Maybe you wondered about the essence of Viggo Mortensen because you saw his Oscar-nominated performance in Captain Fantastic, the intimate movie by writer and director Matt Ross about a family living off the grid. Maybe you’re curious about eau de Viggo because he was Aragorn in Lord of the Rings or the heavily tattooed (and occasionally nude) Russian gangster in Eastern Promises. Maybe you just like his poetry. Who’s to say? We’re not here to judge. In any case, we cut straight to the heart of the matter at the Variety Awards Brunch presented by Karma Automotive on Saturday.
In the harsh noon glare that seemed more Captain Fantastic than Cecconi’s in West Hollywood, we asked the SAG Outstanding Cast nominees — a.k.a. the actors who played Mortensen’s six onscreen children — what he smells like.
“Tea!” was the universal response. Specifically, green tea and maté, which he drinks out of a special straw and bowl. “That’s what he smells like, non-stop, 24/7,” said Nicholas Hamilton, who plays Rellian. “He smells like tea, yeah, green tea,” Shree Crooks, who plays Zaja, agreed. Samantha Isler, who plays middle daughter Kielyr, offered, “He smells like wisdom.” Crooks added, “And beef jerky. Beef jerky, tea and berries.”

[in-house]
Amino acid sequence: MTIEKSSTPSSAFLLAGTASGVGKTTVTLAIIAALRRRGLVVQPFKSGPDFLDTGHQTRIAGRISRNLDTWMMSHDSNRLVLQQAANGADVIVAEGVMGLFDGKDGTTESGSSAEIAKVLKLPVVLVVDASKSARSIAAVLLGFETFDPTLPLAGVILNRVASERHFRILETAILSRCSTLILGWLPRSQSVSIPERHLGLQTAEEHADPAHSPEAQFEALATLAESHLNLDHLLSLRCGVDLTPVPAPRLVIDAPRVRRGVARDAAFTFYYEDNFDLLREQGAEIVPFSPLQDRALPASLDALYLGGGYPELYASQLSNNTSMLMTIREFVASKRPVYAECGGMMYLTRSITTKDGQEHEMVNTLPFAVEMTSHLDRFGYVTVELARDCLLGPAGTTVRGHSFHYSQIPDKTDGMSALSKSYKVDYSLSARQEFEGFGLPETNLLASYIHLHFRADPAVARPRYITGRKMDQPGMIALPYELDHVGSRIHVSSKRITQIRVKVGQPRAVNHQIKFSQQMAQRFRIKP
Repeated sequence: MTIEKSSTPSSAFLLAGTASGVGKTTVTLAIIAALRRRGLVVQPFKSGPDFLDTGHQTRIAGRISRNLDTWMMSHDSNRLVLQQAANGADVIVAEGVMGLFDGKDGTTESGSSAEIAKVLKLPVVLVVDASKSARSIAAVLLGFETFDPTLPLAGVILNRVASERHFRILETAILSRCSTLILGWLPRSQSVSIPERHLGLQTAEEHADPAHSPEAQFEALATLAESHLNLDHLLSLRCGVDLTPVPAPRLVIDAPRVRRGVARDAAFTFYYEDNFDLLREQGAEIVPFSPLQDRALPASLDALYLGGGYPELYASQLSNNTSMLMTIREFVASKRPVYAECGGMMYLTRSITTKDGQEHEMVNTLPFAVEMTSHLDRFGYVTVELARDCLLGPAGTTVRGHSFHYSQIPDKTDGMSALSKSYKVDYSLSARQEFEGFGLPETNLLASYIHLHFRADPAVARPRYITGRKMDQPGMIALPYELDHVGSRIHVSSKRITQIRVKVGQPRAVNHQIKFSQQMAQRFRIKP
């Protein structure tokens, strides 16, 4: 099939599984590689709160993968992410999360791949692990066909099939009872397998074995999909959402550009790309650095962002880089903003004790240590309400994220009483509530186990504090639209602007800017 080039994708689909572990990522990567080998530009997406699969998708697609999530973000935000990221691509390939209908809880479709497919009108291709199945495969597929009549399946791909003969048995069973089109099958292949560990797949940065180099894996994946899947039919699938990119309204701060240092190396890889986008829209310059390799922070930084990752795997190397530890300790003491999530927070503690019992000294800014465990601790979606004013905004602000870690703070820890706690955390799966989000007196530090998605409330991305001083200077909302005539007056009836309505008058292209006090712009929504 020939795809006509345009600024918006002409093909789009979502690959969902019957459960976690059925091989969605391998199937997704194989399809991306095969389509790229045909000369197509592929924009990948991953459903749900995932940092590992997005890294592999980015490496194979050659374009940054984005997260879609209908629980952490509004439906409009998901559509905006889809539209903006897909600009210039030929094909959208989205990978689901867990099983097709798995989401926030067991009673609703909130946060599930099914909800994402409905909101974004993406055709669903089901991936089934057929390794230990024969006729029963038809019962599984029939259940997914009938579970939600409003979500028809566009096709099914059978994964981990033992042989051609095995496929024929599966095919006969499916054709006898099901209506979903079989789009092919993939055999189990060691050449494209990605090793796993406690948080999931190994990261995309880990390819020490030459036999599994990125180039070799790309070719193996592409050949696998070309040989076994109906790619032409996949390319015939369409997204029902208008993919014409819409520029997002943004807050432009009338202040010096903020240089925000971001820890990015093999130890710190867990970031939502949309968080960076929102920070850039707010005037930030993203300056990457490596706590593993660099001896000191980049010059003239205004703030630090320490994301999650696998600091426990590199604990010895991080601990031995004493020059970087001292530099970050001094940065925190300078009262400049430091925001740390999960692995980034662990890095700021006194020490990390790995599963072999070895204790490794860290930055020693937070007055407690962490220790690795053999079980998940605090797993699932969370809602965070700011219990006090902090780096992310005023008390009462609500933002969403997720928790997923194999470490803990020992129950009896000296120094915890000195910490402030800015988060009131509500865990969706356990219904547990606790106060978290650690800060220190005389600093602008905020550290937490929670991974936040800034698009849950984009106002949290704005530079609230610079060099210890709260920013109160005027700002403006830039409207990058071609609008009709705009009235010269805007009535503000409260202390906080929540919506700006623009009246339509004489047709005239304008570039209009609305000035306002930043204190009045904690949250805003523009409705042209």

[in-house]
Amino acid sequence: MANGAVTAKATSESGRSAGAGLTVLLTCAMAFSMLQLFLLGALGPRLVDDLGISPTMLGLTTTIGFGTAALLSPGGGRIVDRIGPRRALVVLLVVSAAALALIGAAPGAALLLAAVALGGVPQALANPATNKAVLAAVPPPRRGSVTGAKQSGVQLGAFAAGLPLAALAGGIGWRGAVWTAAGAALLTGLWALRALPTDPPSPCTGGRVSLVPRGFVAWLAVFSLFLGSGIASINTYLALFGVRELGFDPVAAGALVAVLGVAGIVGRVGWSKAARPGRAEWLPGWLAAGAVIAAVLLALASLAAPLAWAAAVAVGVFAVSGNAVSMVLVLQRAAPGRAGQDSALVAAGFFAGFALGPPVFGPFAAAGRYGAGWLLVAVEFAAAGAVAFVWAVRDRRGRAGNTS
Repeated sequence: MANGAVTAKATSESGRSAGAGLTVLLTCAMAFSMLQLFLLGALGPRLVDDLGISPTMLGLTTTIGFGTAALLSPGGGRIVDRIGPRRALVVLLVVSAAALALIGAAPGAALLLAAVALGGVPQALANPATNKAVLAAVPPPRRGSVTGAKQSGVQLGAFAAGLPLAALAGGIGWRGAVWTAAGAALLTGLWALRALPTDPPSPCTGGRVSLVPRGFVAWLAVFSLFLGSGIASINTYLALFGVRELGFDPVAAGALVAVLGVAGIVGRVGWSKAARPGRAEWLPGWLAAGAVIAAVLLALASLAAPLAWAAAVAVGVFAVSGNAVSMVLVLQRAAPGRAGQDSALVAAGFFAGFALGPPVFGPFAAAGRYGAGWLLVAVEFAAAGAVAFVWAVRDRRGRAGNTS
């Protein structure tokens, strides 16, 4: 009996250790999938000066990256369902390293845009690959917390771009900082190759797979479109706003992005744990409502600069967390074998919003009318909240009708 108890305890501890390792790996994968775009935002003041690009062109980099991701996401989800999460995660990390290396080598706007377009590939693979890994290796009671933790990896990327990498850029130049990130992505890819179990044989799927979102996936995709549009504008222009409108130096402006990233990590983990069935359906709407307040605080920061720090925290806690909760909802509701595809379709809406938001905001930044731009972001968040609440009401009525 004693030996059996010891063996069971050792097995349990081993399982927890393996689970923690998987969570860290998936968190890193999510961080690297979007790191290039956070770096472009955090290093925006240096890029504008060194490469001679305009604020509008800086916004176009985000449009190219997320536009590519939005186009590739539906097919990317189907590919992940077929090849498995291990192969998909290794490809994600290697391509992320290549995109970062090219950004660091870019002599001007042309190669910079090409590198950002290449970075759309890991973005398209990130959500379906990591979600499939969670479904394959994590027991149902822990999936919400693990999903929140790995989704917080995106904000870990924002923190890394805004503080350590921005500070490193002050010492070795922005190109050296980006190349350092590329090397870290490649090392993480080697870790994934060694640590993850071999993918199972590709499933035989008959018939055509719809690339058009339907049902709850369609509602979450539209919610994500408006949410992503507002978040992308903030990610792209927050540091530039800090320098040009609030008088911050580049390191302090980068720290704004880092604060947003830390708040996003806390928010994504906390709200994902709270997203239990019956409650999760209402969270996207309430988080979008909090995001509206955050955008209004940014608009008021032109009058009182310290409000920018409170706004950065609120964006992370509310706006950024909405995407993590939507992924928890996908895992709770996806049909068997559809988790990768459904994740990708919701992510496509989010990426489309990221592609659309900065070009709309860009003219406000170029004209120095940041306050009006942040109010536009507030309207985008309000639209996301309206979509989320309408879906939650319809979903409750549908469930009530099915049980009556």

So that’s it: Viggo Mortensen smells like tea, wisdom, beef jerky, and berries, just like you’d hope and expect. It’s not just a character thing either. “That’s just who he is,” says Annalise Basso, who plays the oldest daughter, Vespyr.
Scent aside, what’s it like working with Mortensen? “He’s so aware and so kind and intelligent and definitely not the guy who you’d think he’d be. Because he’s done so many great films, like Eastern Promises, and I’m a Lord of the Rings fan so I was picturing him as Aragorn. And then meeting him, he’s this down-to-earth, humble guy. He would bring us presents every day. Well, not every day, but I have this dinosaur figurine that he picked up at a gas station on the way. He’s just so thoughtful,” Basso said. “He thought it was cool.”
The intensity of playing Mortensen’s preternaturally well-rounded children required some good old method acting as well as dinosaur figurines and green tea, especially for one emotionally wrenching scene near the end. “We were able to build our own shelter and purify our own water and build fire,” Basso said. “I mean, we all slept in this hut together. So and that may come off weird, especially because we don’t know each other, but yeah it was really special.” And it probably smelled terrific.